“You were doing 160mph-plus going into the banking. It was very intimidating – at that speed it was like you were riding straight at a wall, so it was a mind-over-matter thing.
“The thing that got your attention was going down the straightaways. The bike was weaving this way and that way at top speed… it had a mind of its own.”
“I was good friends with a guy called Bill Robertson, who supplied Goodyear tyres at the races. He was a neat guy. He liked us because we were kinda frisky characters, not like normal people, so we ended up hitting it off. We’d go into his shop and bullshit with him. He was always in there gambling, playing gin [rummy] or whatever.
“One day he goes, ‘Hey, Gene, you wanna set pole?’ I go, ‘yeah!’ He says, ‘This is what you do: you bring me a rear wheel, then after I’ve put this tyre on the rim we’ll put it in the trunk of your rentacar so nobody sees it’. So I go, ‘Okay, where’s the tyre?’ He says, ‘It’s right here; it’s a front tyre and we’re going to put it on the back rim’. I went, ‘What?’ He says, ‘Yeah, then we’re going to put 75 pounds of air in there’. And I go, ‘Ooh kaay, what’s the guarantee on it?’ He says, ‘About three laps’. I say, ‘That’s how far I’m going to go!’ No one else had tried it, but Bill had been around racing a long time and he wouldn’t send you down the wrong street.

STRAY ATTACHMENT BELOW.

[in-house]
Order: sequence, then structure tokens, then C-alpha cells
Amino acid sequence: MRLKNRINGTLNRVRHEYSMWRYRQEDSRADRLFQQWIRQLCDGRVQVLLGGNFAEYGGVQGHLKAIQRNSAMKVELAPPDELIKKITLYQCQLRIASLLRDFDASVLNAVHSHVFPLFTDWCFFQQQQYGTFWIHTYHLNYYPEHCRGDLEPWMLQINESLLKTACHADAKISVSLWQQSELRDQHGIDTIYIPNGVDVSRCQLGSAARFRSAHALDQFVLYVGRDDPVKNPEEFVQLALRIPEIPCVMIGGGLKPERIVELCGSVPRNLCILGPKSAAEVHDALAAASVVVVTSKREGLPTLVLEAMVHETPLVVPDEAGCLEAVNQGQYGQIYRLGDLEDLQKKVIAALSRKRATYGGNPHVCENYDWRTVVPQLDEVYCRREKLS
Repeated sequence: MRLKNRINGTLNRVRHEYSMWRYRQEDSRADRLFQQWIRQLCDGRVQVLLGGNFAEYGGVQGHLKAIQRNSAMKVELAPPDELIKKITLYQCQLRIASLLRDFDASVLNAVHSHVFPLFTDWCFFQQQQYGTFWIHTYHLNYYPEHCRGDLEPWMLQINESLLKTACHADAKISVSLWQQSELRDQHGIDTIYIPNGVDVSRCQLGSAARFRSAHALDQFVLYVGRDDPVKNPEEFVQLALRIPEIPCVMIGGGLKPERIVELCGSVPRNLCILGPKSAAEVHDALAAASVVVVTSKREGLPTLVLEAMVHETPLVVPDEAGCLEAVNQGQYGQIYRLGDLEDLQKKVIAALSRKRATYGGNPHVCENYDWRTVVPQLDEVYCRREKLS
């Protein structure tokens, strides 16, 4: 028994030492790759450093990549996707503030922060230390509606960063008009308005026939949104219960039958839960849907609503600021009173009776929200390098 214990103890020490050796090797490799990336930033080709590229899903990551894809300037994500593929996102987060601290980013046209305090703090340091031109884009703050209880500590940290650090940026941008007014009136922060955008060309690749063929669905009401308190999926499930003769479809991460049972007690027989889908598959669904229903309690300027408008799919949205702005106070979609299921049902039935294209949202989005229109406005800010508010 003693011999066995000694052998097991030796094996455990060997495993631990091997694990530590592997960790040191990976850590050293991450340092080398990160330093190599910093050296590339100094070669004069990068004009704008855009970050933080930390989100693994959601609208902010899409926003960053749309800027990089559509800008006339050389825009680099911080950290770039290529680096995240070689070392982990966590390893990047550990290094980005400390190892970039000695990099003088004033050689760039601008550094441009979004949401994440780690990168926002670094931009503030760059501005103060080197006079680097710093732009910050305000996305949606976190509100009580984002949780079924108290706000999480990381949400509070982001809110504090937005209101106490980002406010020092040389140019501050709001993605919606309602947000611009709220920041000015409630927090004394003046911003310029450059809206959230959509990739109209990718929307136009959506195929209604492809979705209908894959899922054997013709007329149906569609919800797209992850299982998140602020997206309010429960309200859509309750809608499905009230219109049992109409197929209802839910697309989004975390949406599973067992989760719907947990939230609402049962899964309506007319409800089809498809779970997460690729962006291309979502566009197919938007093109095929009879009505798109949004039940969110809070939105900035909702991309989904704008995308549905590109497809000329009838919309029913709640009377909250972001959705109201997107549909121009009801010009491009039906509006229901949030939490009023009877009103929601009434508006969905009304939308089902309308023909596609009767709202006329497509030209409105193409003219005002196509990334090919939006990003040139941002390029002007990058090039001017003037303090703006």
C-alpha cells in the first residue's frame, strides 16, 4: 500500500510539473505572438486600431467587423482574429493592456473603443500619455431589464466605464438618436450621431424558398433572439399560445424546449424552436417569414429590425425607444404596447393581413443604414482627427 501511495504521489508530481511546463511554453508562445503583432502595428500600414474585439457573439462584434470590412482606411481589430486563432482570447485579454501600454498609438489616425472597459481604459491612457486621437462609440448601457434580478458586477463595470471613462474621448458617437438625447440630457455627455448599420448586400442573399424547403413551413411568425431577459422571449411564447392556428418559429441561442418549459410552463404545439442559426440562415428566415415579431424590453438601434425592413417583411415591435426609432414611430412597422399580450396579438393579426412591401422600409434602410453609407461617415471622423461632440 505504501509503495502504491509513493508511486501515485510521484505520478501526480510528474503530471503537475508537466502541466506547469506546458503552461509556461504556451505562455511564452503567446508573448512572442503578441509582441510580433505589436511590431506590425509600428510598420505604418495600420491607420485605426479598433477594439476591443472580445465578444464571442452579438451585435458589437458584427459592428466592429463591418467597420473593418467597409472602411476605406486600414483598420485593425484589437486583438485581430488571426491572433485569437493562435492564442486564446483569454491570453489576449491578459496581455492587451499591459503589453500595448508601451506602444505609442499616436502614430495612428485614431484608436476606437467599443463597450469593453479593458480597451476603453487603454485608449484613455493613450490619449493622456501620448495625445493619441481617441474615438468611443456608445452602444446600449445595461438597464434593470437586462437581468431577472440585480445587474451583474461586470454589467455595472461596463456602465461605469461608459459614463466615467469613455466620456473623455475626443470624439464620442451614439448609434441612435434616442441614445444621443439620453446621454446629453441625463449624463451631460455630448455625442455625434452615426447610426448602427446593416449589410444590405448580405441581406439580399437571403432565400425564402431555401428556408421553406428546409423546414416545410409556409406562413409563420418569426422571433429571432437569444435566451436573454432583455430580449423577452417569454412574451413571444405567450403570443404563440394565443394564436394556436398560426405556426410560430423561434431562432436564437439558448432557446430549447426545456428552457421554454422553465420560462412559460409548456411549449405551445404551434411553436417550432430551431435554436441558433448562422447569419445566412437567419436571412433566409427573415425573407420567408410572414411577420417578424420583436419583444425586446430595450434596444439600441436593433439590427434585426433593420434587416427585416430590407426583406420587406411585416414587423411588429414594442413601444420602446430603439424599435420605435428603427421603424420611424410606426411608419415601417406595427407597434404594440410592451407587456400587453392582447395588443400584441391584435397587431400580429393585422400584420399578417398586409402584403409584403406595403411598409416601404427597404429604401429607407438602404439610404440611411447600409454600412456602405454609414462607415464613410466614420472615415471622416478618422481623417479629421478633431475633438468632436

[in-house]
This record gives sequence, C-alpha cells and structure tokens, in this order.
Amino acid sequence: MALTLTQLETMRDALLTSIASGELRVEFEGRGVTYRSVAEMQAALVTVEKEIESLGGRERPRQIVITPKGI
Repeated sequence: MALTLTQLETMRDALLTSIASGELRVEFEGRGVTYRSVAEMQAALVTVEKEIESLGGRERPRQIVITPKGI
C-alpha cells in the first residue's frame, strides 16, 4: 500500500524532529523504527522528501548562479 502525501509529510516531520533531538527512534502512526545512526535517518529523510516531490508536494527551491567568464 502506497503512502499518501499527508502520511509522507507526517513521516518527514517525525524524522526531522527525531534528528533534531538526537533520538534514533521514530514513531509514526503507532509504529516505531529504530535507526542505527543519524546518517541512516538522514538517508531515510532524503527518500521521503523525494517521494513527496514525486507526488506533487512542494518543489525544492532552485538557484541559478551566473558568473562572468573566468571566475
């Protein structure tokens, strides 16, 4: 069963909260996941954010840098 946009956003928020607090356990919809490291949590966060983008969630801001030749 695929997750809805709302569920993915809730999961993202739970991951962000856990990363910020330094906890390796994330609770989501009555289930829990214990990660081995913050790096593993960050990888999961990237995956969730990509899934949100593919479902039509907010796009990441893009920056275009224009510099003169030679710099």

“So I took off onto the oval, got her in top gear and everything was noticeably different because the rear tyre was so skinny and we had so much pressure in there, so we had hardly any contact with the asphalt, which was the whole idea, to reduce rolling resistance.
“The thing that got your attention was going down the straightaways. The bike was weaving this way and that way at top speed before the banking; it would walk to the left and walk to the right; it had a mind of its own.
“What you did was you didn’t correct it, you just aimed the bike where you wanted it to go and if it veered a little this way or that, you let it have its head, because if you tried to restrain it, you’d slow yourself down. Anyhow, I got a feel for it, so I said to myself, hey, here we go: I was wide open all the way.”